Roadtrip reveals New Mexico’s heart & past
A week on the road traversing New Mexico, from its Texan border to just beyond the reaches of Colorado in the north, the flatness of this landscape is punctuated by the most wonderful history of signs. While I am far from a photographer, these a like “lens candy” – you just want to snap them against the huge open dramatic skies that define this landscape. They also capture a sense of the social history of this place with its layered histories of mining and affluent fly in workers preferring to stay at the “newer” hotels. The 2014 statistic for people living in New Mexico below the poverty level is 21.9%, with the minimum wage at just $7.50. While you get a sense of this intersection of needs, aspirations, failings and imbalances, there are two overriding impressions that kind of sink into your very being as you move across this landscape: one is the raw beauty of this place, scars and all, and the other is the lightness of this community. They don’t seem to shoulder blame or tensions towards this “import industry”, but rather were incredibly welcoming.
This is in Artesia where we stayed, in the background a refinery. Artesia is surrounded by oil wells – their persistent nodding pumps seeming “pecking” the ground like vultures scoring their take.
This aspirational sign coming into Carlsbad shows lush green lawns and a peaceful lake – it is the antithesis of its reality – a town surrounded by oil mines, potash mining, gas and fracking, and WIPP – the Nuclear Waste Isolation Plant on its outskirts.
Big Chief Guns & Pawn – how could you not love this handpainted sign in downtown Artesia.
Clearly a change in menu but not a change in signage. Chinese Food has been covered with “The Best Mexican Food in Town”. (Carlsbad)
This sign for the Starlite hotel was found on the outskirts of Artesia. The hotel’s sign (top) stands in front of the hotel. Interesting this route was obviously more of funnel for customers in the past, now abandoned as this stretch to the east of Artesia is mainly oil and gas fields.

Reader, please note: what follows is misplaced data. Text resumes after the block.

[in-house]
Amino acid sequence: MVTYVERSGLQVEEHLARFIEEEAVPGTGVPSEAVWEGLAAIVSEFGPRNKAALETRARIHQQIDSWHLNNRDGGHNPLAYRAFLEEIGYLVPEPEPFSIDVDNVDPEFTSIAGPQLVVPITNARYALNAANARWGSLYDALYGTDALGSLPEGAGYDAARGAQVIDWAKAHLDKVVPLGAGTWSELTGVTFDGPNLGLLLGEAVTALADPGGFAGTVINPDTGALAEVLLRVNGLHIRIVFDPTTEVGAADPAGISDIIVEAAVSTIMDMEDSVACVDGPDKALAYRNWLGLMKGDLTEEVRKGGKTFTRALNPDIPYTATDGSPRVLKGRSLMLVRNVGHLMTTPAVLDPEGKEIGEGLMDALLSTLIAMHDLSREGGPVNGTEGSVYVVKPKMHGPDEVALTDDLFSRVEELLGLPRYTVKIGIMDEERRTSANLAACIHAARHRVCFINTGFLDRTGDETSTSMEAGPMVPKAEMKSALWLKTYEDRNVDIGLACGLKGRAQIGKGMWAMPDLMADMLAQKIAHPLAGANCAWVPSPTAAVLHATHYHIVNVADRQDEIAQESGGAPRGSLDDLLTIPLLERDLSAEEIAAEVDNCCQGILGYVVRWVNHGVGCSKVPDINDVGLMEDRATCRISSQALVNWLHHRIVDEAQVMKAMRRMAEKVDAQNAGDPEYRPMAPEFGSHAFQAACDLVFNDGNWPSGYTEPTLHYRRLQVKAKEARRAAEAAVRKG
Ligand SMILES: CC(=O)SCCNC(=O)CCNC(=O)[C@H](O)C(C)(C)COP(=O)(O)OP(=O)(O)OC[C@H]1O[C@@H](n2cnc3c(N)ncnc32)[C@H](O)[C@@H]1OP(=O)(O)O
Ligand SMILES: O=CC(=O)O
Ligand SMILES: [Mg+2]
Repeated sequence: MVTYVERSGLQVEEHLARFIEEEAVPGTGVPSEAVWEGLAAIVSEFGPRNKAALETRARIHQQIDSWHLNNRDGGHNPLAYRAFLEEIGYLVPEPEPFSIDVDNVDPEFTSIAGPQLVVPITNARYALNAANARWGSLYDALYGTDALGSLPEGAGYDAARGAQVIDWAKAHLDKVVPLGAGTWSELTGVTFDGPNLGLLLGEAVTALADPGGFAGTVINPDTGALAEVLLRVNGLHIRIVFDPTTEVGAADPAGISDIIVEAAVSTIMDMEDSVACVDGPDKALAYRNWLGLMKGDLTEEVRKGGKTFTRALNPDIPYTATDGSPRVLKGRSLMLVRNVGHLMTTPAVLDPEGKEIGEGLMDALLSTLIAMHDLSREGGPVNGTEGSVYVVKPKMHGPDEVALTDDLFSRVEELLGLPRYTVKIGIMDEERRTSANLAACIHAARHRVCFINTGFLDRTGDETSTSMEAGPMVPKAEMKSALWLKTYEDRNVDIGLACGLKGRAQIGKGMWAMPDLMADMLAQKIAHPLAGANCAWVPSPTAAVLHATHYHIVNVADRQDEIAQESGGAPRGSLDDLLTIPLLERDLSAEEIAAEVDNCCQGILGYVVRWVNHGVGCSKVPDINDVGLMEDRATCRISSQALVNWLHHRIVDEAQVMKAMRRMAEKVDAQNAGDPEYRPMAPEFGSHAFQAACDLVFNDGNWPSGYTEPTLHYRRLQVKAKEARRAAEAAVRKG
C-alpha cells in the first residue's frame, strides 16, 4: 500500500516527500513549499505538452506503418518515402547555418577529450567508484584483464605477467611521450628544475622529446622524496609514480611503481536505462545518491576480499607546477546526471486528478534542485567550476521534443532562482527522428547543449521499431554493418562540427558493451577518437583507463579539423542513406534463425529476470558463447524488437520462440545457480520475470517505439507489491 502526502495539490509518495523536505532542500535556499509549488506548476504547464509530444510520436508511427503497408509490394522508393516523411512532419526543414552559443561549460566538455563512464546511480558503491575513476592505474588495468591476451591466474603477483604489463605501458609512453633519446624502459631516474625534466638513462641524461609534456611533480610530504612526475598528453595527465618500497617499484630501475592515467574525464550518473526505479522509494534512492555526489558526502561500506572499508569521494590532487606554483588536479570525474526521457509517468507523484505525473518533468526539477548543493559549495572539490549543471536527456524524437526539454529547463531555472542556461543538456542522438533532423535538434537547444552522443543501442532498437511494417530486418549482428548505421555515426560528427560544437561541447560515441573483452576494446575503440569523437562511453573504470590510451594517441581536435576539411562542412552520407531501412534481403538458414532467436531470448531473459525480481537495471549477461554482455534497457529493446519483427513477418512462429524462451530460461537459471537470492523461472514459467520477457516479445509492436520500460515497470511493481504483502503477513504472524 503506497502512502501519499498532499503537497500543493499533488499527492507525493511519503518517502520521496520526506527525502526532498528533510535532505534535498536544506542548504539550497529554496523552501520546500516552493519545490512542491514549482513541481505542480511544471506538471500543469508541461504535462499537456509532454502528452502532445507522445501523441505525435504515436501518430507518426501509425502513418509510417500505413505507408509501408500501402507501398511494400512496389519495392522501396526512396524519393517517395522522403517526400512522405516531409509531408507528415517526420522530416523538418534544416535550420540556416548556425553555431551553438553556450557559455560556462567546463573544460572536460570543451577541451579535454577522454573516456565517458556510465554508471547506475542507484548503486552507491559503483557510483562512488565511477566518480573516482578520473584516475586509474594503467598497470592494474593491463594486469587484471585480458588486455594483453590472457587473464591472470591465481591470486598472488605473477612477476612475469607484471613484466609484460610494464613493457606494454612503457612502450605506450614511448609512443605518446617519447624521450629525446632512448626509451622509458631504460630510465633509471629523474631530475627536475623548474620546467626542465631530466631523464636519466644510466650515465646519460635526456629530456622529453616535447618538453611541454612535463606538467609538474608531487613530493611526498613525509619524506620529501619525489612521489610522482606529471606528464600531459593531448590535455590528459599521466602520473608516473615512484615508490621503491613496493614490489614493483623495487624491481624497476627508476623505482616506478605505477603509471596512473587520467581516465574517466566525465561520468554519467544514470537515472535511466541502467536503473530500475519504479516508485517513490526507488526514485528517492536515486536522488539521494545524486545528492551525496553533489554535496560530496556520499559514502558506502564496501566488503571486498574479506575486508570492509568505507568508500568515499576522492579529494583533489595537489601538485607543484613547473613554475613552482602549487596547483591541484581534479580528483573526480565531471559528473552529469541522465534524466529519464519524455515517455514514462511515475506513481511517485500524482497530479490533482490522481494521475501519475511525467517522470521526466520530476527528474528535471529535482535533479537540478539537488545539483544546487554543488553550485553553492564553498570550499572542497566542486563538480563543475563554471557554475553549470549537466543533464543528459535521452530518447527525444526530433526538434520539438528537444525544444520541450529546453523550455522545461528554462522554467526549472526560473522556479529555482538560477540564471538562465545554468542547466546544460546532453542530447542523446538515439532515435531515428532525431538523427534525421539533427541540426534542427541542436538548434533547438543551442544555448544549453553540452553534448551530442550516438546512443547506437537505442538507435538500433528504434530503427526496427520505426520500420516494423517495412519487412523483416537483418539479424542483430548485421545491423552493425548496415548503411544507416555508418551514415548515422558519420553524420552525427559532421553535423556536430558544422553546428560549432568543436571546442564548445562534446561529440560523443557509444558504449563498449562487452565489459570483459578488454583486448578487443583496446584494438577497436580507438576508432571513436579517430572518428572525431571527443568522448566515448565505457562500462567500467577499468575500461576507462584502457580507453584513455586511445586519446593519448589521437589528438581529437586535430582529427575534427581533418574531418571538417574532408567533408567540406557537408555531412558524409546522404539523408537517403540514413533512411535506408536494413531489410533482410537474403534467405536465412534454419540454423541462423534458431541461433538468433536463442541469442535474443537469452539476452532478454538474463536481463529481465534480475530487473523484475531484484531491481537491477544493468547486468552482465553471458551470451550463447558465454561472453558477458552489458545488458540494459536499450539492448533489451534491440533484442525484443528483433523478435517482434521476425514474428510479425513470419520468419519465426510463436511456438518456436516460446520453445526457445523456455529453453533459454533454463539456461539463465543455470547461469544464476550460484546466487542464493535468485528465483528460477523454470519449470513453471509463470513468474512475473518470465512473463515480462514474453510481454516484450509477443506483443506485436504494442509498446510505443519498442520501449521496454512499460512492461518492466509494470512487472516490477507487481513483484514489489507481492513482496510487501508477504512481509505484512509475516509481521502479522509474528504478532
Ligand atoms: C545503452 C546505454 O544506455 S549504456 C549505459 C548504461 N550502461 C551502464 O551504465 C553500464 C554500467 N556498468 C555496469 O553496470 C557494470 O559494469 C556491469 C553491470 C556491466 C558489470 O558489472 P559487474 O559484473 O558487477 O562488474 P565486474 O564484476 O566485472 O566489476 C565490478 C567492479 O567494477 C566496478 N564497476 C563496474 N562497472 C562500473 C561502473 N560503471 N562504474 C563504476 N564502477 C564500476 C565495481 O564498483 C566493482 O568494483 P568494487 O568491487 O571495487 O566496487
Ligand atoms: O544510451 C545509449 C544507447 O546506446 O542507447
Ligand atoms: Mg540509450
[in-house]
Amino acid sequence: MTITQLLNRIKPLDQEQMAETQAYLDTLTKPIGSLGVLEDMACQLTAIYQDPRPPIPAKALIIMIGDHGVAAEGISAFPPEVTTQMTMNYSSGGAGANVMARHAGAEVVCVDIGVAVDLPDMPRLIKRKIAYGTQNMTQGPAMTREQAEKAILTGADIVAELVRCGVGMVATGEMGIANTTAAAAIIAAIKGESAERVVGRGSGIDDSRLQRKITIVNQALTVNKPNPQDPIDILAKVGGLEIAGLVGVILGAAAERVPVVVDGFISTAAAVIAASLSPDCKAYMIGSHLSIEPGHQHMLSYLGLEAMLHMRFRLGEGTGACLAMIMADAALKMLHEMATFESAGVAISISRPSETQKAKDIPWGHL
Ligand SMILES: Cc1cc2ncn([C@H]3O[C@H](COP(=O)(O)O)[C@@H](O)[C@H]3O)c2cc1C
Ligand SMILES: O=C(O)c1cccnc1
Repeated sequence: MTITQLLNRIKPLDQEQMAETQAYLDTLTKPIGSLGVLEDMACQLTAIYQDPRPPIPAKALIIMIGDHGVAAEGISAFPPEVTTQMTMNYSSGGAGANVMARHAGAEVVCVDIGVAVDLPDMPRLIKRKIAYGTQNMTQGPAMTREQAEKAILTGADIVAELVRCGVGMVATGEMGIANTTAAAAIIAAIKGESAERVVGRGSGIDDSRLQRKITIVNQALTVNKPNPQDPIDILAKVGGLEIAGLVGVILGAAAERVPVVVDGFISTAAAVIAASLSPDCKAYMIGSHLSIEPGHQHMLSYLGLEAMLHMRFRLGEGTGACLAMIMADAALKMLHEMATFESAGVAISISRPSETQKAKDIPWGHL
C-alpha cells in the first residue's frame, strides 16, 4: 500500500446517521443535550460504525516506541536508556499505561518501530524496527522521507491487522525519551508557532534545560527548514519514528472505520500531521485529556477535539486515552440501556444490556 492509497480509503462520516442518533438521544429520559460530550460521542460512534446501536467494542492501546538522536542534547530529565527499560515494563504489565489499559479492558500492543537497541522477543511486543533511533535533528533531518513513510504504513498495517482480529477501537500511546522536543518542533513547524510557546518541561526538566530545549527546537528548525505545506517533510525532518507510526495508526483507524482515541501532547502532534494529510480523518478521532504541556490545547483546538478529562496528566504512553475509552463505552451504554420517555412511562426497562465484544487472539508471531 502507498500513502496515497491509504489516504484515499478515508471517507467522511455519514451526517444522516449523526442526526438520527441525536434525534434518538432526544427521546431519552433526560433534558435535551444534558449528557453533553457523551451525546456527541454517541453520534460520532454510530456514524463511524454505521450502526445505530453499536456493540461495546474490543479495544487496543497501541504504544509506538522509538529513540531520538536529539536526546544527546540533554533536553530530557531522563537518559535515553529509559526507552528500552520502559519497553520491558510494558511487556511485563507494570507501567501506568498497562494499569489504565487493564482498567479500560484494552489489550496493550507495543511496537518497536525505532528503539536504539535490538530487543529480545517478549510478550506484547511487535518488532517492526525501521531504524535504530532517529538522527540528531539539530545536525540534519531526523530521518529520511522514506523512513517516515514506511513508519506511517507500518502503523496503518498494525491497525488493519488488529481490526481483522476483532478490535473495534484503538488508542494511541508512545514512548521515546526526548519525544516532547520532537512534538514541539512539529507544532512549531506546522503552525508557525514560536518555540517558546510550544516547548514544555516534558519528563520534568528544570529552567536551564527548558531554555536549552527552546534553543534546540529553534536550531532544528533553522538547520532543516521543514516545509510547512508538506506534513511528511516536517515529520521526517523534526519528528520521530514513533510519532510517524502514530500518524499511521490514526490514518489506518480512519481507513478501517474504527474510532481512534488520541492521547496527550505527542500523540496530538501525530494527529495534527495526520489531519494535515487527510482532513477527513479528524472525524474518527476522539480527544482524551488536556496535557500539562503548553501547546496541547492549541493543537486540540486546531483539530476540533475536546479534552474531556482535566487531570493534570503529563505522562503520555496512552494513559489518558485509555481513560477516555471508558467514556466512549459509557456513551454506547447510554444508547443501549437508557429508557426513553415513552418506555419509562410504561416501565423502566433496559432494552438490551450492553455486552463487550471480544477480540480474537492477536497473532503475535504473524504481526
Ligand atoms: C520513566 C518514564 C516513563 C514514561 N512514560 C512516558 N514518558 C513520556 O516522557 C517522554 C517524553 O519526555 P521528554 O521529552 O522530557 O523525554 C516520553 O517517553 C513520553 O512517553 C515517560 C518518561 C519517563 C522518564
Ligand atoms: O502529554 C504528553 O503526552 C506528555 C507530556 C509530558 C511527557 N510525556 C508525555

It looks a little better at twilight.
On either edge of Artesia – I am suspecting beyond the town’s limits – were two venues catering to other needs. This is on the Carlsbad side (south) – The Red Slipper Gentleman’s Club which advertised “sexy ladies” – while on the north side towards Rosewell was a bessa-block structure void of windows and the banal signage Adult Video. At least the Red Slipper has a bit of panache!
Counter to this one finds billboards with an evangelistic tone. This feels like Christian country; I have never seen so many decorated crosses for sale, and most places don’t serve alcohol. Trust – no matter what!
I think it says no trespassing? This was found along a turn off from the main highway not far out of Los Alamos in the north of New Mexico and fenced off Indian land. What this photo doesn’t capture is the stunning landscape that surrounded this informative sign.
The next few images are from Vaughn – practically a ghost town half way between Roswell and Santa Fe. Driving through in the day is was peppered by abandoned buildings, but returning at night there seemed to be a healthy business amongst the roadside motels – I would hardly call it a thriving hub – but it was clutching onto the last glimmers of life. In some ways it speaks of the resilience that is inherent to New Mexico.
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